Sen. Chris Van HollenChristopher (Chris) Van HollenThe Hill's 12:30 Report: Manafort sentenced to total of 7.5 years in prison Hillicon Valley: Google takes heat at privacy hearing | 2020 Dems to debate 'monopoly power' | GOP rips net neutrality bill | Warren throws down gauntlet over big tech | New scrutiny for Trump over AT&T merger Trump faces new scrutiny over AT&T-Time Warner merger MORE (D-Md.) swiped at President TrumpDonald John TrumpTrump mocks wind power: 'When the wind doesn't blow, just turn off the television' Pentagon investigator probing whether acting chief boosted former employer Boeing Trump blasts McCain, bemoans not getting 'thank you' for funeral MORE on Saturday while attending the "March for Our Lives" rally in Washington, D.C., calling for action on gun violence.

Asked about estimated attendance at the rally, which was expected to draw hundreds of thousands of people, Van Hollen told The Hill, "I can tell you for sure, it's larger than the Trump inauguration."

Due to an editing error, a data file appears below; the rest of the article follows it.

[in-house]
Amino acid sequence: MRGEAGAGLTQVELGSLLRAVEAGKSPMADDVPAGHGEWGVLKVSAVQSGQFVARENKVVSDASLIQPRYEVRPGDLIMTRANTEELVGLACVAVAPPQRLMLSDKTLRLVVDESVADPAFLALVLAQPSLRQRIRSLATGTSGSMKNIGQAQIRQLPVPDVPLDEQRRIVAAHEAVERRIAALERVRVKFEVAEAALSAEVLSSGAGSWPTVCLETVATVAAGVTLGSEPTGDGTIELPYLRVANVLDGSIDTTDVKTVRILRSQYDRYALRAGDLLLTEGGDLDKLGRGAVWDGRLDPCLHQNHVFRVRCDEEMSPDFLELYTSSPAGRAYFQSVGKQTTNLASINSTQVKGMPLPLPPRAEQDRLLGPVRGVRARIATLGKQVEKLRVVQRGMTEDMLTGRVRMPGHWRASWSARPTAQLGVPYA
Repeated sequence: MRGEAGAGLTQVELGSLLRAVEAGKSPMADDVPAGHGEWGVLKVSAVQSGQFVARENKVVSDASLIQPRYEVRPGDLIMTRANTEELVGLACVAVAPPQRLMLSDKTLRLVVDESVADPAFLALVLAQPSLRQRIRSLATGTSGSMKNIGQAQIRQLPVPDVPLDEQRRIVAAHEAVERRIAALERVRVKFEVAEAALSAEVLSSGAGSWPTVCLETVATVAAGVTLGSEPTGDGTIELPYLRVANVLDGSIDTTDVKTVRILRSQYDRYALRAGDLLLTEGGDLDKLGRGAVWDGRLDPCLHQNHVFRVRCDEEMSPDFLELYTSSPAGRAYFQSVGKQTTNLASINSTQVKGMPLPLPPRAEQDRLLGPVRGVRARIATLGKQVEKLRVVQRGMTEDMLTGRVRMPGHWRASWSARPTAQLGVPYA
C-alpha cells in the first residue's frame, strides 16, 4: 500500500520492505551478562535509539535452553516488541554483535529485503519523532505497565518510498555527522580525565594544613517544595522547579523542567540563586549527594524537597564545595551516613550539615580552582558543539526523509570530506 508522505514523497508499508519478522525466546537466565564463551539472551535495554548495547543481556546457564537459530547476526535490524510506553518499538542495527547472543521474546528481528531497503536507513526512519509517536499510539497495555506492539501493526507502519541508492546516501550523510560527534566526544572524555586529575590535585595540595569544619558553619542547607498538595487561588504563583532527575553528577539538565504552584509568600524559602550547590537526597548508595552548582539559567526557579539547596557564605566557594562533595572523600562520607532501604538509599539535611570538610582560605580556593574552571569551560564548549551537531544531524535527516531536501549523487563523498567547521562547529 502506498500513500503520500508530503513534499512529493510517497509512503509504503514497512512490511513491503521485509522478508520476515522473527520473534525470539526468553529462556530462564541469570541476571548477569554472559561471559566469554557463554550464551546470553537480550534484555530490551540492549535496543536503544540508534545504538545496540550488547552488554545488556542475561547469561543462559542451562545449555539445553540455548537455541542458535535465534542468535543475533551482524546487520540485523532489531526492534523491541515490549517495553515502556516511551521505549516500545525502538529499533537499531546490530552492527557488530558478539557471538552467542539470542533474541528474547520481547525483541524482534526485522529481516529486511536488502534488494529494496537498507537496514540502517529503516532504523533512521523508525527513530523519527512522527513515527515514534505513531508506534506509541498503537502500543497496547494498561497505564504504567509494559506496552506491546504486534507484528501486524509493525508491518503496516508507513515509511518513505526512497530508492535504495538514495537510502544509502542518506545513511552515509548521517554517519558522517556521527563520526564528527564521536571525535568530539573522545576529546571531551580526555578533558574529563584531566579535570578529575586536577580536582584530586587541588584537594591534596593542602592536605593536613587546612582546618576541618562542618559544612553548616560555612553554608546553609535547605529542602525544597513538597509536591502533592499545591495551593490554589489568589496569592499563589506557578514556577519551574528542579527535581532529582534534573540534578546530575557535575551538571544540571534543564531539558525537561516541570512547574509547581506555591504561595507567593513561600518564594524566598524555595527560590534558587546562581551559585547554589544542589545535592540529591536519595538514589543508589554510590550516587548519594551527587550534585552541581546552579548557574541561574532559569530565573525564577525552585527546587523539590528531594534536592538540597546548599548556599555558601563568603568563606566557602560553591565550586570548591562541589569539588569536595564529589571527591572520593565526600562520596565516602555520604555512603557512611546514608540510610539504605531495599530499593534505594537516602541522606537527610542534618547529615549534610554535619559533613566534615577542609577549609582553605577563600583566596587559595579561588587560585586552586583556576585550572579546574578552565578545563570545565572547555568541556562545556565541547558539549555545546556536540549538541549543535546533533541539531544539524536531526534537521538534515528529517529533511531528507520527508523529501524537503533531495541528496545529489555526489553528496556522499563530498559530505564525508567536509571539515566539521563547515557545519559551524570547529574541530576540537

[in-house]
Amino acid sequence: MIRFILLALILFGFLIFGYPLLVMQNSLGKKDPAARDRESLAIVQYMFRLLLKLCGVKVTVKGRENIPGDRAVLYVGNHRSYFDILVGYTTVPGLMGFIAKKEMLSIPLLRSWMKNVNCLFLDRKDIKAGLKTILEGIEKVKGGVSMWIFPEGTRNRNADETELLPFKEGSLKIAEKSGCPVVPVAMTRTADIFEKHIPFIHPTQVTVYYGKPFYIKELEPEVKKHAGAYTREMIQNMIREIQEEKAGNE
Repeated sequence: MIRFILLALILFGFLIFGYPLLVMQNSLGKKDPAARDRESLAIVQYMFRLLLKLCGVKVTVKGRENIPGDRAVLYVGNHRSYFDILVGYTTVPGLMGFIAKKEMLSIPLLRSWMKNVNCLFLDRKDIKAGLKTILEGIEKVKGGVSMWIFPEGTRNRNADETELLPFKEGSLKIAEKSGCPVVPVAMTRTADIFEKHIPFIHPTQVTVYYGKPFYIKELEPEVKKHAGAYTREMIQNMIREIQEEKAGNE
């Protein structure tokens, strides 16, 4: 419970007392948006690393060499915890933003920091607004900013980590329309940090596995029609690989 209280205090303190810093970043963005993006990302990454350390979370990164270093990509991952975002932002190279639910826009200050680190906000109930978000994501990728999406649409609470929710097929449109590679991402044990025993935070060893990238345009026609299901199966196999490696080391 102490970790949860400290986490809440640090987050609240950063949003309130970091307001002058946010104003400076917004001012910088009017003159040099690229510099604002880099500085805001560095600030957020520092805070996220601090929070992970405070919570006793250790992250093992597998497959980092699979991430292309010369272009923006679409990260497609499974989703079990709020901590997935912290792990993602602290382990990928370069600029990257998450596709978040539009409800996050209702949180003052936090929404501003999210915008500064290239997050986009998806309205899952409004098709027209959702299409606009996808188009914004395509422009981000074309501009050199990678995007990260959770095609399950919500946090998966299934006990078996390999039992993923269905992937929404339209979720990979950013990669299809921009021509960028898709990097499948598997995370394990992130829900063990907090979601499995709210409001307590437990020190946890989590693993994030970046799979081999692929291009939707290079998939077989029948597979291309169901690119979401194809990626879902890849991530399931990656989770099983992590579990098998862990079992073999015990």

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While exact turnout figures have yet to be released, organizers obtained a permit for 500,000 people to rally in D.C. around Pennsylvania Avenue near the White House. Hundreds of similar marches were planned worldwide.

Trump sparked backlash last year after sending then-White House spokesman Sean SpicerSean Michael SpicerThe five Trump communications directors who have come and gone New York state officials subpoena Trump Org's longtime insurance broker The Hill's 12:30 Report: Trump fires back at new Dem probe MORE to confront members of the media over coverage of his inauguration crowd size after taking office.

Spicer claimed the press misrepresented the number of people at the inauguration after numerous reports indicated that the crowd was much smaller than former President Obama’s 2009 inauguration crowd.

The White House spokesman claimed at the time that Trump's inauguration crowd size was “the largest audience to ever witness an inauguration, period, both in person and around the globe,” garnering pushback from the media.

Spicer said in September that he regretted his fiery exchange with reporters.

— Mike Lillis contributed